IMG_3211I decided about six or eight months ago that no amount of new flooring or painted cabinets was going to make me happy in my old (first) house. The location of the house had grown inconvenient for my life and I was tired of not knowing any of my neighbors. I think the latter is a symptom of the welcome to my garage subdivision culture. We pull into our garages, close the doors and never see anyone. So, after months of looking at every house in the sweet little non-cookie-cutter/non-subdivision neighborhood I found my house. It is on the street I’ve wanted to be on and is super close to the nicest park in town. Winning.

Here’s is where the problems start. In the month of July and first week of August, I closed on two houses, moved out of one, started renovations on another, had significant renovation delays and drama, stayed temporarily in another house, took a trip, turned 40, and finally moved into the new house.

Turns out some painting contractors (or maybe all contractors) don’t actually do what they say they will do. This can result in starting 5 days late, doing a sloppy job, sending the same guy back 3 times to fix the problems he created the first time, and finally fixing the problems 3 weeks later. Then we discovered crumbling concrete under the carpet we removed from the basement. I say “we” here but I really mean someone far handier than me. The kitchen flooring had to be reimagined and is now vinyl instead of tile. The master bath shower is unique – meaning waiting a long time for a special door. And I won’t even talk about the half bath faucet that won’t be in for another 28 days.

Despite all of this I moved into the house this week. It is lovely and I am remarkably not annoyed by the paint issues that remain. It must be love.

The first night I slept in the house some friends came over to celebrate. I went to bed, slept great and woke up feeling at home. I started my day with a dog walk and as I passed my neighbor’s house she came outside and informed me that her home was broken into overnight.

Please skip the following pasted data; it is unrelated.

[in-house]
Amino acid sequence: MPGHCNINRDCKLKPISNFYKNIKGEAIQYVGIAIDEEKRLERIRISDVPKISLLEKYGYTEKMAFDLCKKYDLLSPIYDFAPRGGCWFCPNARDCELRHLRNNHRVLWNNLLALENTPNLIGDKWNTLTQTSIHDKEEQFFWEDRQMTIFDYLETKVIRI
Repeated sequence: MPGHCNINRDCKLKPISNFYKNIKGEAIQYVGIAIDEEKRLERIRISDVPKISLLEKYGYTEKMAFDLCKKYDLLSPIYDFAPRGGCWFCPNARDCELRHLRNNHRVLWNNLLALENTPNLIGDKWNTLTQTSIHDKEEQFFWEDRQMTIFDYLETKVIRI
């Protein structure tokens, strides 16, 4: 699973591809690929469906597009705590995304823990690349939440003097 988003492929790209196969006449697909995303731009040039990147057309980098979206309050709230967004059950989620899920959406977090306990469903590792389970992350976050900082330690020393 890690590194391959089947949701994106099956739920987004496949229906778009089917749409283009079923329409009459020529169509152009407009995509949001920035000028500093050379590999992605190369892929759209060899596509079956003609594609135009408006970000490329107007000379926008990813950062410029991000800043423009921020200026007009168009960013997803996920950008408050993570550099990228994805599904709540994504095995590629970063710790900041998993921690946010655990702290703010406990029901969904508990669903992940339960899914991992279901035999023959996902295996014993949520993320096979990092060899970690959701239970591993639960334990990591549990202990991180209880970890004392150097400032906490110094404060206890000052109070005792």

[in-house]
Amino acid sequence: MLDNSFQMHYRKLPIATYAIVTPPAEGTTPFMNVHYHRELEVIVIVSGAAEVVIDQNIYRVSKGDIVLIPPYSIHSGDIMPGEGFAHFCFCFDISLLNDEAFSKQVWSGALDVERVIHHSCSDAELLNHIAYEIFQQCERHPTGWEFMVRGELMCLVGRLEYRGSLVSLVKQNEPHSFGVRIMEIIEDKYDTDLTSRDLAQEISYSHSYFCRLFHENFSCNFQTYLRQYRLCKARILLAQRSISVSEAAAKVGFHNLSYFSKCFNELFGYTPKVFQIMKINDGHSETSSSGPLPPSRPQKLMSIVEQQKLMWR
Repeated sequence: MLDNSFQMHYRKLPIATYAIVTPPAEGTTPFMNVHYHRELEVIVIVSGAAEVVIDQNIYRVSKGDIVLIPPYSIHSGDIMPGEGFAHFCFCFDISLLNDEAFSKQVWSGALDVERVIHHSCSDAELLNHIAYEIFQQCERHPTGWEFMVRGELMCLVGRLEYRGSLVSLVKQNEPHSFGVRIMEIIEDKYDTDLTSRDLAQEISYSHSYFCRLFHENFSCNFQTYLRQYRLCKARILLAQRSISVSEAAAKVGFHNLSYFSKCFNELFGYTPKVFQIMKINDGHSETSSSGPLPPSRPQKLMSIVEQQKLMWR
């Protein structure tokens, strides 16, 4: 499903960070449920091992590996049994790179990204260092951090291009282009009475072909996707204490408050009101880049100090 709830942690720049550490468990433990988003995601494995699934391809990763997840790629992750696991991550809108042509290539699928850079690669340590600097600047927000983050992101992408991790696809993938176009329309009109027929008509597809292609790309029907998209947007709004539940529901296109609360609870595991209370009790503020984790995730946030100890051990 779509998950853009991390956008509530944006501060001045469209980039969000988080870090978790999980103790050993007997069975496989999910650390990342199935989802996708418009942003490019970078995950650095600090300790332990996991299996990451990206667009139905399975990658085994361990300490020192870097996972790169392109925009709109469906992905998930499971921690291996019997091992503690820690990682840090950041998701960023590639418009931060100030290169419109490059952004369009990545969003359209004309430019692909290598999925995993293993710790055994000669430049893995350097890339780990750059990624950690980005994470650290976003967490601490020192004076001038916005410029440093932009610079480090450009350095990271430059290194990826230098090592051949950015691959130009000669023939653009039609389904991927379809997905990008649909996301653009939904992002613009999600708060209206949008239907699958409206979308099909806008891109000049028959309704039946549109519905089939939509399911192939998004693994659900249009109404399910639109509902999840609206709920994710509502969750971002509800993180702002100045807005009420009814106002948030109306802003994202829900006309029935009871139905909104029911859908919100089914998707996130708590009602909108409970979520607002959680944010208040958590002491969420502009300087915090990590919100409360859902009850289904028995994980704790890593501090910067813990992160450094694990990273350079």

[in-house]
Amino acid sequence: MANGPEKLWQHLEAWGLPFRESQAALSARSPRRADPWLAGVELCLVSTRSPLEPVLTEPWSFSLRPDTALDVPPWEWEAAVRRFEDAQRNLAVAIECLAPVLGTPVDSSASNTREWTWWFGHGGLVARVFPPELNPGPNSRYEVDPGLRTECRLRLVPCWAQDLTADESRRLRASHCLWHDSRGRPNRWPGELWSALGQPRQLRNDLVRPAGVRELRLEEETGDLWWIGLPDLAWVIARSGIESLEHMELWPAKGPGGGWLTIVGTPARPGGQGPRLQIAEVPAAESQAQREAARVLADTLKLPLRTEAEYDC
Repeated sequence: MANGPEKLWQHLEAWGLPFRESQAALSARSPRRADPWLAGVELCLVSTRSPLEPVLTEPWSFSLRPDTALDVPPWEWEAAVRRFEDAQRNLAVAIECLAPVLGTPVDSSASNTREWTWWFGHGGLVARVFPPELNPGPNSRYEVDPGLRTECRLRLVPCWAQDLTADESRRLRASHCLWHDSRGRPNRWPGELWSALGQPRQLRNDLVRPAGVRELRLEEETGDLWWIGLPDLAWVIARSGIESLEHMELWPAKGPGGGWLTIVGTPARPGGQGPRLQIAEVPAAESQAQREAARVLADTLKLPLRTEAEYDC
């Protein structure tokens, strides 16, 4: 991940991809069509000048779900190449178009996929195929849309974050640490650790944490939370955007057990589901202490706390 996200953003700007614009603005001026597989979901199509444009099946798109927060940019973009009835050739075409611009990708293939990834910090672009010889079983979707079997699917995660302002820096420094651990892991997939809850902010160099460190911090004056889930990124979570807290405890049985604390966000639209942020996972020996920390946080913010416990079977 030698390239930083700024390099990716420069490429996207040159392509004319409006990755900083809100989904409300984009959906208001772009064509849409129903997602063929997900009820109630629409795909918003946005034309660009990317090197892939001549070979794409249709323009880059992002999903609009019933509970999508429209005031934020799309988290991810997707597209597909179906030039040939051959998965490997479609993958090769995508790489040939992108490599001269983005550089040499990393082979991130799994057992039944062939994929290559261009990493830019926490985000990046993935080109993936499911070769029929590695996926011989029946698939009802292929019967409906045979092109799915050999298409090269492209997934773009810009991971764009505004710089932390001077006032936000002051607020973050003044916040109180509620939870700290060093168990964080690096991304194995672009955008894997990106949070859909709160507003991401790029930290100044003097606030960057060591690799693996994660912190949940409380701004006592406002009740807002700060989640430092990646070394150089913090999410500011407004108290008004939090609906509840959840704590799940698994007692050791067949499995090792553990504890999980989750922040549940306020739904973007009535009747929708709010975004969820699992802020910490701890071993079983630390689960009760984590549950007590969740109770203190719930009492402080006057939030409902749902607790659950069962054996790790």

IMG_3210Naturally, I went back to my house and locked the door and glanced at my car. It was unlocked in the driveway. Sure enough, the thieves had stopped at my place too. My car was a mess – compartments open, papers everywhere. I immediately noticed my change cup for tolls was gone – $15 dollars or so of quarters.

It instantly felt awful. I have never been robbed before. I let the neighbor know and then continued my dog walk on the phone with the boyfriend. I returned home and called the police to report it, ate breakfast, worked some and then hopped in the shower. A bit later as I was drying my hair it occurred to me that my garage door opener was in the console. I dropped the dryer and ran to the car. It was gone. Along with my iPhone charger. Some random people either have unfettered access to my garage or my garage opener is laying in a neighbor’s yard. I didn’t know which.

I lost it. Whatever tears wanted to come earlier were unstoppable now. All of the time and work, so many houses, the careful planning, the inspections and offers and counters and bargaining, the cleaning and packing and unpacking, rolling with the changes because this was my house on my dream Fort Wayne street, coupled with a milestone birthday. All of that and now I just wanted to feel HOME, to not have to keep on doing everything at once. It seemed totally unfair. I immediately called the garage people and the kind man at Raynor felt sorry for my weepy self and sent someone over the same day to reprogram my garage door openers. Not the welcome to the neighborhood I wanted.

After a day of crying and fixing and praying, I am back to normal. I love my little house and street. I have great friends that helped me to put up all my first-floor curtains, make sure my motion light works, and call/email/text me to make sure I’m okay. And, of course, I’m now locking everything all the time and keeping the car inside the garage. And in the process of the crying, fixing, and praying the house feels a little more like a home and a bit closer to finished. Although, I wish that activity hadn’t been driven by a welcome-to-the-neighborhood theft.

Just when you think you are doing all you can do at once, life throws something else at you.

At the end of this and most importantly I was reminded and will more often think on the truth that “I will both lie down in peace, and sleep; For You alone, O Lord, make me dwell in safety.” Psalms 4:8 (NKJV). I’m grateful for that because if it’s not one thing, it’s something else.